@mangeurdenuage Executing code in a web browser *without explicit permission from the user* is a mistake. As we've seen with mobile, normalizing downloading native apps for everything is also a mistake. In practice, it helps the biggest platforms starve the web of users by keeping them away from the web browser.
@strypey @email@example.com The (weak) line I like encouraging people to draw is that The Web is for publishing information, native apps are for supporting interactions.
Sigh, it was recently suggested to me to install an app for recipes. I didn't say that I dissaprove of distributing this information as an app.
@mangeurdenuage I understand that perspective, but I disagree. As I pointed out, users will only ever use a handful of native apps. Deploying apps on the web allows devs to try new things without having to convince users to install a new app just to try it out. Would the fediverse be as big as it is if users had to install a native app just to try it?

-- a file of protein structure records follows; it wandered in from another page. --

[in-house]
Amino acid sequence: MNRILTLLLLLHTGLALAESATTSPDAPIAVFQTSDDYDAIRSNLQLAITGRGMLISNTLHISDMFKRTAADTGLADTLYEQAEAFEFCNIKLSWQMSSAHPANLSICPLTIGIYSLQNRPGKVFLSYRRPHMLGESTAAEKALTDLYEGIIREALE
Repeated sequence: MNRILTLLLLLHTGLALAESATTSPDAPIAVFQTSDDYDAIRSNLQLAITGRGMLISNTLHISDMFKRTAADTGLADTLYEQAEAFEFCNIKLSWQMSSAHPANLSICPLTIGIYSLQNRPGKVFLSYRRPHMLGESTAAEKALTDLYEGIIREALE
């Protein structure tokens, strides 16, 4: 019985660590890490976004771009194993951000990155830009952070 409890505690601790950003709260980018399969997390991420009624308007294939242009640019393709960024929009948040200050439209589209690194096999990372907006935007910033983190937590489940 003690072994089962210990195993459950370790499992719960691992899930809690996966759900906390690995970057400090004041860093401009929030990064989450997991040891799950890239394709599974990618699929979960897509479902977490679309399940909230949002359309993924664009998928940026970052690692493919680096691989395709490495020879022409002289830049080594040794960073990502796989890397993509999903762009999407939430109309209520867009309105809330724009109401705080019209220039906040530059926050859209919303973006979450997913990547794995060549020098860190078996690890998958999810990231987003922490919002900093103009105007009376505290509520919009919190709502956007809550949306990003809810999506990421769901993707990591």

@strypey It is optional...
@seven in the sense that you can avoid it by not using the web, or by turning it off and having the vast majority of the web not work. Click the hashtag for all the examples I've collected. For it to be truly optional, web devs need to use it only for things that plain HTML/CSS can't do, and browsers need to make tools like NoScript standard, so users can opt-in to JS when it serves them.
I mean yeah, JS syntax and function is shit, but...
It is up to the interpreter to execute it (fing node not withstanding here, though still just a glorified translator for a language no one serious cares about, tell me I'm wrong I dare you, which is an ABOMINATION, yes I said it, it's literally what jesus died to prevent. O_o)
You still should blame the thing letting it run, even though we all know, it shouldn't run...
> JS syntax and function is shit, but...
I can't code JS so I'm not really in a position to judge those things. My issue is with client-side scripting in general, being a) run without permission by default, with no tools for selective op-in (browser makers' fault), and b) lazy over-use, eg pages that won't even load text and images without JS turned,on (web designers' fault). Like @dokuja says, it takes two to tango.
@seven not sure what point you're making here. Care to elaborate?